High Level Investing For Dummies
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Dollar cost averaging (DCA) is a splendid technique for buying stock and lowering your investment cost for doing so. It’s not uncommon for investors to see a total cost that reflects a discount to the market value. DCA works especially well with dividend reinvestment programs (DRPs).

DCA is a simple method for acquiring stock. It rests on the idea that you invest a fixed amount of money at regular intervals (monthly, usually) over a long period of time in a particular stock.

Because a fixed amount is going into a fluctuating investment, you end up buying less of that stock when it goes up in price and more of it when it goes down in price. Your average cost per share is usually lower than if you were to buy all the shares at once.

Say you decide to get into the DRP of the company Acme Elevator, Inc. (AE). On your first day in the DRP, AE’s stock is at $25, and the plan allows you to invest a minimum of $25 through its optional cash purchase (OCP) program. You decide to invest $25 per month and assess how well (hopefully) you’re doing six months from now. Here’s how this technique works:

Months Investment Amount Purchase Price Shares Bought Accumulated Shares
1 25 25 1 1
2 25 20 1.25 2.25
3 25 17.5 1.43 3.68
4 25 15 1.67 5.35
5 25 17.5 1.43 6.78
6 25 20 1.25 8.03
Totals 150 N/A 8.03 8.03

To assess the wisdom of your decision to invest in the DRP, ask yourself some questions:

  • How much did you invest over the entire six months? Your total investment is $150.

  • What’s the first share price for AE, and what’s the last share price? The first share price is $25, but the last share price is $20.

  • What’s the market value of your investment at the end of six months? You can easily calculate the value of your investment. Just multiply the number of shares you now own (8.03 shares) by the most recent share price ($20). The total value of your investment is $160.60.

  • What’s the average share price you bought at? The average share price is also easy to calculate. Take the total amount of your purchases ($150) and divide it by the number of shares you acquired (8.03 shares). Your average cost per share is $18.68.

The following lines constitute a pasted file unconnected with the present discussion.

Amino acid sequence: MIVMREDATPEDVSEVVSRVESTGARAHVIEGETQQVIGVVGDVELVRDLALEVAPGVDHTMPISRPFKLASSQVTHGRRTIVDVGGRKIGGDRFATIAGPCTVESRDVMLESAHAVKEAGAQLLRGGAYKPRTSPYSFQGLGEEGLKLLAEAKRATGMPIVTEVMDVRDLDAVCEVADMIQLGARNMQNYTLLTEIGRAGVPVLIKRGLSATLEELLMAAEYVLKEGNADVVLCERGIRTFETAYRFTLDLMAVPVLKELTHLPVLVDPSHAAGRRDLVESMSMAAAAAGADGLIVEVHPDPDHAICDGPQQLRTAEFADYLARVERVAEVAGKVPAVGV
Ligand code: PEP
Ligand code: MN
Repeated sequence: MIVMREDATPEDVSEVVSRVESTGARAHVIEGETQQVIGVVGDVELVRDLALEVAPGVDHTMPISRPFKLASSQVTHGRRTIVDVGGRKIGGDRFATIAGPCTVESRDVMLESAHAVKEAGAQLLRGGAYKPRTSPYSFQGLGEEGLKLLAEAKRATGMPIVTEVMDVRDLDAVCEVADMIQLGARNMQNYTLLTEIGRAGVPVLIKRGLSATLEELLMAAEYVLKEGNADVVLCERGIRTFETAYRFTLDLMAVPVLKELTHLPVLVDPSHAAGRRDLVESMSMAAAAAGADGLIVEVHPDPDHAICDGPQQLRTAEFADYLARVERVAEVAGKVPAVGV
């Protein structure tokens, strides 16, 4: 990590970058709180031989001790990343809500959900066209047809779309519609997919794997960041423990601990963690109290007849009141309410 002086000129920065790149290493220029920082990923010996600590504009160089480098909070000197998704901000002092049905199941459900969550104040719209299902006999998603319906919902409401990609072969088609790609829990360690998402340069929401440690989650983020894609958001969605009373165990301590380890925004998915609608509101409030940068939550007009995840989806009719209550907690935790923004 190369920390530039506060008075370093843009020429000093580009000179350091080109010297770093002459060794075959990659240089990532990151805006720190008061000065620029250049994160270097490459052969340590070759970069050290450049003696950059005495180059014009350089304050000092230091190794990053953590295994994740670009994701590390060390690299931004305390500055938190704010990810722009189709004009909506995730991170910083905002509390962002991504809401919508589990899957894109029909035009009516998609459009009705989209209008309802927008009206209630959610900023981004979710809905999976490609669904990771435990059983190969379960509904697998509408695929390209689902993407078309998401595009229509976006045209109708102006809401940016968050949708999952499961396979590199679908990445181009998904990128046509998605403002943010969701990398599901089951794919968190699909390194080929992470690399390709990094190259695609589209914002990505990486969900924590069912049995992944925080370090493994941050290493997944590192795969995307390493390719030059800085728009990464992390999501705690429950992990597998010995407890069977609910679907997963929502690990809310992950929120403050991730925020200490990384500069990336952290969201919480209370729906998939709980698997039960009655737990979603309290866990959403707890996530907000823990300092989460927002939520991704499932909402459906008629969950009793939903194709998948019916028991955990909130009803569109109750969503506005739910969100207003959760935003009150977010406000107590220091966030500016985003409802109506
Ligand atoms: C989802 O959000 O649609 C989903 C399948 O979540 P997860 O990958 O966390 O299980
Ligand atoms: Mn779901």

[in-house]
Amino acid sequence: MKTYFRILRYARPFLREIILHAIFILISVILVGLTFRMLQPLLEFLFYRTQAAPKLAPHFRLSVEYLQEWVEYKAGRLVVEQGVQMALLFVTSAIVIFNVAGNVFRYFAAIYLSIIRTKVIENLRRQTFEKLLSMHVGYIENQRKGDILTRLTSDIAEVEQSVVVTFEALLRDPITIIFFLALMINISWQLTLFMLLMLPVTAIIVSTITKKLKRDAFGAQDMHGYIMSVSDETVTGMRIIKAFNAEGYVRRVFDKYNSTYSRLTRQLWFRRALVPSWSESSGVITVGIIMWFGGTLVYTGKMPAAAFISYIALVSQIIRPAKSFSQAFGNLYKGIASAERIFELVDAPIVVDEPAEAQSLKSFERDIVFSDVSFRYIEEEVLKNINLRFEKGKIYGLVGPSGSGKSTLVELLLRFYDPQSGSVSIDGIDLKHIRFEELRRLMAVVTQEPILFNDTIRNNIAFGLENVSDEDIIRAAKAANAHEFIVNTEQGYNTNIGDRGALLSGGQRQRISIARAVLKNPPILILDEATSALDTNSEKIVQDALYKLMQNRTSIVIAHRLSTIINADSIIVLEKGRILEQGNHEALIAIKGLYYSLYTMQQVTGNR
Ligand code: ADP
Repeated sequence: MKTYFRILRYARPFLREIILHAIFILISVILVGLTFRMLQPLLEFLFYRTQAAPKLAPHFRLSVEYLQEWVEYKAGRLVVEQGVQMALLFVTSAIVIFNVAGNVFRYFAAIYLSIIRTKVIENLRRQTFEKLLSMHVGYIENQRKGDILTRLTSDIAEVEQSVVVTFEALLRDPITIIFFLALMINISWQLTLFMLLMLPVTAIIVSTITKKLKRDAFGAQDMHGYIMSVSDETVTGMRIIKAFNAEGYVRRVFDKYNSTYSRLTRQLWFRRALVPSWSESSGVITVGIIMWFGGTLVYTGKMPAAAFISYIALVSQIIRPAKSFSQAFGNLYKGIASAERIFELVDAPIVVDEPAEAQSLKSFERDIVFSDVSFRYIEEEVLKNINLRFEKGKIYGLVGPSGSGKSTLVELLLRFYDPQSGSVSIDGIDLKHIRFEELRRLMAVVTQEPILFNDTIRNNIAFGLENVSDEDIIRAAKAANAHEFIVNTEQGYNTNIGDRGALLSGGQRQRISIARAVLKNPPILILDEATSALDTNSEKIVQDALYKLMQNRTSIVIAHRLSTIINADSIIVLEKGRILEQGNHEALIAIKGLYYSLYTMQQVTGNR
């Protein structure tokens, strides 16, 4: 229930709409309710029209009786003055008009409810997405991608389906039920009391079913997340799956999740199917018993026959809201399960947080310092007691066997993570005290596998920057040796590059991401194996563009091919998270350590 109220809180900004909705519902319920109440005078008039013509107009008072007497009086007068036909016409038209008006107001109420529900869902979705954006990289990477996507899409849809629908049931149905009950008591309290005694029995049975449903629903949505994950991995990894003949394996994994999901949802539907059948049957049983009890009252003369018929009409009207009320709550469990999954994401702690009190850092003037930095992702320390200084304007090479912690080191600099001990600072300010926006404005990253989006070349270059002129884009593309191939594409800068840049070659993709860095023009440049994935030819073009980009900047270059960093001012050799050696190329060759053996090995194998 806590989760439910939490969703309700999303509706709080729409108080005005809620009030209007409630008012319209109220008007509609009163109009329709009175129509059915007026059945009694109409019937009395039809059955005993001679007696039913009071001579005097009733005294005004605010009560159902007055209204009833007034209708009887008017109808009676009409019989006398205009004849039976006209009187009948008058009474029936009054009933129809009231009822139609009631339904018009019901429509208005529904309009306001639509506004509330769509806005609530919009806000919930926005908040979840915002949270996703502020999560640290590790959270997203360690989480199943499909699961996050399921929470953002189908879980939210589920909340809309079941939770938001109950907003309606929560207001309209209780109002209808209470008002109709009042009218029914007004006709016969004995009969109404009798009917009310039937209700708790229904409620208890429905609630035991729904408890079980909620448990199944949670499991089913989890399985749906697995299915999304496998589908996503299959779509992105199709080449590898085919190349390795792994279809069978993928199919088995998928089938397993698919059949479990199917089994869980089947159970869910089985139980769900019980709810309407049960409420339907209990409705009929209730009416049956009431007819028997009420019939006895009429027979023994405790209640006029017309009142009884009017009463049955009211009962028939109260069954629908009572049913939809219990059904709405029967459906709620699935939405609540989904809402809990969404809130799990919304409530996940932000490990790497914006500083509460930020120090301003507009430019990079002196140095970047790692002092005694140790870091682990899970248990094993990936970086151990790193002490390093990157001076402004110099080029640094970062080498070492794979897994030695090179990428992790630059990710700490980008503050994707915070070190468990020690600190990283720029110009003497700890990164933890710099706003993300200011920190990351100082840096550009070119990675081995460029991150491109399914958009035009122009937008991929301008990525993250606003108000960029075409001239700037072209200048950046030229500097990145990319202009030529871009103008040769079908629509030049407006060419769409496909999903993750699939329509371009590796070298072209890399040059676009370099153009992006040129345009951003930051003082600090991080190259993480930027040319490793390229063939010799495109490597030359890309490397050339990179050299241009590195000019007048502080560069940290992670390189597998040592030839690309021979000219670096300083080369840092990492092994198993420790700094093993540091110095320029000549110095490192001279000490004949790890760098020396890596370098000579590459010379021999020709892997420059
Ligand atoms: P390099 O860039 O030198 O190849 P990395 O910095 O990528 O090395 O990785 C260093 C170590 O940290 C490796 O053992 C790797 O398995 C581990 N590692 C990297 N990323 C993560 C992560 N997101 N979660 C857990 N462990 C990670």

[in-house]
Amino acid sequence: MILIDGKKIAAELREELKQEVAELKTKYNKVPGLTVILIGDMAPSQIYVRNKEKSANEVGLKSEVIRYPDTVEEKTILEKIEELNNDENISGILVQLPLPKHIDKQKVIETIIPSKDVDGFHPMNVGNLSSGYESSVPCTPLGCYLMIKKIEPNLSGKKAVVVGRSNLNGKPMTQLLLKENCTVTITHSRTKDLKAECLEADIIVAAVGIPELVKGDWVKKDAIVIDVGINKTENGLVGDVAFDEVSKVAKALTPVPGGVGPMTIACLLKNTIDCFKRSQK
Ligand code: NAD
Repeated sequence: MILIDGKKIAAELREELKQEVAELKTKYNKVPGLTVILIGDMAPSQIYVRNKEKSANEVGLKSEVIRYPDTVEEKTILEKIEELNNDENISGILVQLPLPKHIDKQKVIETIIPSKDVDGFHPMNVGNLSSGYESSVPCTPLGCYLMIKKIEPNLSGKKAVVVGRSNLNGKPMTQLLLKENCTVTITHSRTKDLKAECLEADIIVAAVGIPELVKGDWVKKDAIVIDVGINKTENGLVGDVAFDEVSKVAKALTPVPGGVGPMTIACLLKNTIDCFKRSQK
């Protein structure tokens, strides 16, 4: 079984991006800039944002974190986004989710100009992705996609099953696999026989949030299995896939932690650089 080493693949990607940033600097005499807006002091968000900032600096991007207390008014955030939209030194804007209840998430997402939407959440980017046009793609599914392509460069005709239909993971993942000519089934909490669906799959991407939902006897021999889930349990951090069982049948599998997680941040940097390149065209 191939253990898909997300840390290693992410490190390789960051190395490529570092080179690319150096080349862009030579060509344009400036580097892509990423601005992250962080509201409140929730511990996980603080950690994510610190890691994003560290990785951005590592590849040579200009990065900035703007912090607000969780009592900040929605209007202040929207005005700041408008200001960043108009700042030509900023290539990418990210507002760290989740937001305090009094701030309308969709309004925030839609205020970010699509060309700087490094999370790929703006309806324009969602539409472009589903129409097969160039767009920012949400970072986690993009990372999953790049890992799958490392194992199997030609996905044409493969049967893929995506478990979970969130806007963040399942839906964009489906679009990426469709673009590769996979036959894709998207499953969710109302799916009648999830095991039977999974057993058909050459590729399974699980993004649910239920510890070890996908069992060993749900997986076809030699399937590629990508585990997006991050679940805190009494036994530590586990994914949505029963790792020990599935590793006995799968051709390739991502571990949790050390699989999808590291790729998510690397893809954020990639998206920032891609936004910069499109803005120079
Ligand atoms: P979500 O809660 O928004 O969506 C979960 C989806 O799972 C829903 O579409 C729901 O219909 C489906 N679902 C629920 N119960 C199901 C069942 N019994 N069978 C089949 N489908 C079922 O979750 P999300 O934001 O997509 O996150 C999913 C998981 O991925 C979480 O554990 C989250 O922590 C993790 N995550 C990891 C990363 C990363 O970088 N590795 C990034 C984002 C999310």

Be sure to take note of the following:

  • Even though the last share price ($20) is lower than the original share price ($25), your total investment’s market value is still higher than your purchase amount ($160.60 compared to $150)! How can that be? You can thank dollar cost averaging. Your disciplined approach (using DCA) overcame the fluctuations in the stock price to help you gain more shares at the lower prices of $17.50 and $15.

  • Your average cost per share is only $18.68. The DCA method helped you buy more shares at a lower cost, which ultimately helped you make money when the stock price made a modest rebound.

DCA not only helps you invest with small sums, but also helps you smooth out the volatility in stock prices. These benefits help you make more money in your wealth-building program over the long haul. The bottom line for long-term stock investors is that DCA is a solid investing technique, and DRPs are a great stock investment vehicle for building wealth. Can you visualize that retirement hammock yet?

Dollar cost averaging is a fantastic technique in a bull market and an okay technique in a flat or sideways market, but it’s really not a good consideration during bear markets. If you plan on holding on to the stock long-term, then simply cease your dollar cost averaging approach until times improve for the stock.

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